The Secret Guests by B.W. Black
A book of war time secrets, long memories and much more, this is a fast moving novel about a unique though imaginary situation. It is based on the idea that the two princesses, Elizabeth and Margaret, were in real danger during the London Blitz of 1940, and it was decided to send them to a safer place. For reasons which are not made clear, it is decided that they should be sent to the rundown house of a poor duke in Ireland, a neutral country in the war. Not being heavily guarded, the girls’ safety is largely dependent on maintaining the secret of their presence. There is the obvious danger of invasion by German forces as far as Britain, a short distance away across the sea. Also there is the perennial problem of Irish politics and long memories of past injustices and betrayals; the local people and even the small squad of troops are more sunk in their past disputes than is realised. The girls themselves are portrayed as a version of how they are perceived to be as adults, as one of the interesting things about this book is that the reader knows the girls survive. This is a well written book which introduces a lot of ideas and characters in a relatively short space. It is an unusual and effective mystery thriller.
The book begins with Margaret watching the view from a Buckingham Palace window at the age of ten. Elizabeth collects her, and they go to their parents before setting off for their exile which is meant to keep them safe. A young woman, Celia Nashe, is known to be tough and resourceful, and having been accepted into MI5, looks to be sent on a mission with danger and purpose. Detective Garda Strafford, who has had a difficult past, is apprised of his mission by the Irish minister of external affairs. Both are to spend an indefinite length of time guarding the two girls in a house that has seen better times. Isolated and without a clear idea of what their task entails, both find the house and servants frustrating and the girls icily well mannered. Strafford retreats into a pattern of moody consideration of his lot; as the son of Anglo Irish landowners he has some idea of the style of life the duke is trying to maintain. Nashe is frustrated that her brave mission is so far confined to being a sort of nanny, sort of guard against the unknown. Although issued with a gun that she is trained to use, the very domestic nature of the setting gives her no clue as to what she is actually supposed to do. The two girls meanwhile are different in their reaction to their uncomfortable confinement, their questionable aliases and seclusion. Elizabeth is strict in her deportment and only reveals her true love for horse riding. Margaret however is overwhelmed with various emotions and longs for a different sort of freedom.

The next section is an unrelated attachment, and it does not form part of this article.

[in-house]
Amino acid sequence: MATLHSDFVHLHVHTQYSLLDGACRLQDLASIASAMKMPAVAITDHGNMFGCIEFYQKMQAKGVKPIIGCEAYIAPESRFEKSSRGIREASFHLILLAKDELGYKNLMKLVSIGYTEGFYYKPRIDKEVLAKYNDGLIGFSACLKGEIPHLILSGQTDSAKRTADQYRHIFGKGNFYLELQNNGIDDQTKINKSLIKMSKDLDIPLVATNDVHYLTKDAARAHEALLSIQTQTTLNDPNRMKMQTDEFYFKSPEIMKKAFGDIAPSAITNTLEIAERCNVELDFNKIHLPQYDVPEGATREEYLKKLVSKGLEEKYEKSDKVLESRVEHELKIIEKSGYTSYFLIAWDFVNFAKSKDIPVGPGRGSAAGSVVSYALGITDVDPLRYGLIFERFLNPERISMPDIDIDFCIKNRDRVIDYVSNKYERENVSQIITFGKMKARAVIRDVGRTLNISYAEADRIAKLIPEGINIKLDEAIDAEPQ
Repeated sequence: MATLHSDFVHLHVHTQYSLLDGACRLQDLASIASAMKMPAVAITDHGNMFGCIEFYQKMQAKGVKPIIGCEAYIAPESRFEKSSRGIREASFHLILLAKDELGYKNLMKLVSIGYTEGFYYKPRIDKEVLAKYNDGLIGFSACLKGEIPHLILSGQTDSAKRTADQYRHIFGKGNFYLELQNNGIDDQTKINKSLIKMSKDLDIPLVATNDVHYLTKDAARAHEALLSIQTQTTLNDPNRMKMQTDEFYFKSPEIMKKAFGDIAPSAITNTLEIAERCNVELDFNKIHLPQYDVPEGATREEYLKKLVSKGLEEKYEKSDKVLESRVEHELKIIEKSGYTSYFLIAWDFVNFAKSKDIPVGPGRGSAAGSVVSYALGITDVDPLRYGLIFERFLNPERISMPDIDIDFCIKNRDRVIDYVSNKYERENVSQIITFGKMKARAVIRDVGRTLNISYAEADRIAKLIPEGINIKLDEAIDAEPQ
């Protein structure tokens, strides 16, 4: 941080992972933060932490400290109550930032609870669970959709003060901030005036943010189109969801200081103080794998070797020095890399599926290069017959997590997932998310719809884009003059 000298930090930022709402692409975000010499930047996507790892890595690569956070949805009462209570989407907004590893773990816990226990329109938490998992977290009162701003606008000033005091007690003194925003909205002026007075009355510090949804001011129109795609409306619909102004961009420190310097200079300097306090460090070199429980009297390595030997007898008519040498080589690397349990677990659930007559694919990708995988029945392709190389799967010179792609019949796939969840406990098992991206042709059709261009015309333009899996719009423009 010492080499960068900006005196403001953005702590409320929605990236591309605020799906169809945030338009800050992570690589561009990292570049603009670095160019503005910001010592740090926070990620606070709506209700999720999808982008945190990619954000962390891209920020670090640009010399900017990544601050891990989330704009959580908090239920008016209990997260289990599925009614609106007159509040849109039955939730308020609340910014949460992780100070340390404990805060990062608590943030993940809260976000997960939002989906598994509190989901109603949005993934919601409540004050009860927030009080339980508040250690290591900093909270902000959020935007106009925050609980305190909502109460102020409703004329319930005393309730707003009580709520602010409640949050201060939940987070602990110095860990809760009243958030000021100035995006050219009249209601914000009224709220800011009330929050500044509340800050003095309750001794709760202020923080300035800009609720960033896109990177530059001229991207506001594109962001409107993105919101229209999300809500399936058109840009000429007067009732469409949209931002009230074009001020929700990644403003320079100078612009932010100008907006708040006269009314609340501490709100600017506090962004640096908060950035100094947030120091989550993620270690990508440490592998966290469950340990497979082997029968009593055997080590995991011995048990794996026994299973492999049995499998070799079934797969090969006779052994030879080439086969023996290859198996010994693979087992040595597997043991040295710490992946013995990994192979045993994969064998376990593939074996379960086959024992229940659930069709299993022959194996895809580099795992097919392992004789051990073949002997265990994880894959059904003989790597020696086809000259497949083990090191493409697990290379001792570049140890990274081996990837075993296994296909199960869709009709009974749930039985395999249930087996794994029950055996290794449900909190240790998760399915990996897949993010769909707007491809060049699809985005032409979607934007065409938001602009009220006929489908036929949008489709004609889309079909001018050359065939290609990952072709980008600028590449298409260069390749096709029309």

I found this an oddly paced book with emphasis on some characters and their motives, both within the house and in the area outside, which distracted from the central idea of the girls whose safety is paramount. Having said that, the story does place the characters in their setting, with all their weaknesses combining and leading to the rather brilliant ending. This is quite a different book in that it does not sit comfortably into crime or straight historical fiction; it is a sort of historical thriller which combines so very good characterisation with a clever idea. A concise and fascinating read, it has many points to recommend it.
This is a different book from those I have been reviewing recently. The author is otherwise known as Benjamin Black, who writes the Quirke crime novels, and is in turn a pen name of John Banville, who won the Booker prize in 2005. So this is an example of an author who uses different names for different genres, and this is the first book I have read in any of them. (though typically I may well have some of his other books on the shelves. I must have a look!
On a more personal note, I am glad to say that my Daughter is getting better, though rather stiff and bruised. Thank you for your good wishes for her recovery.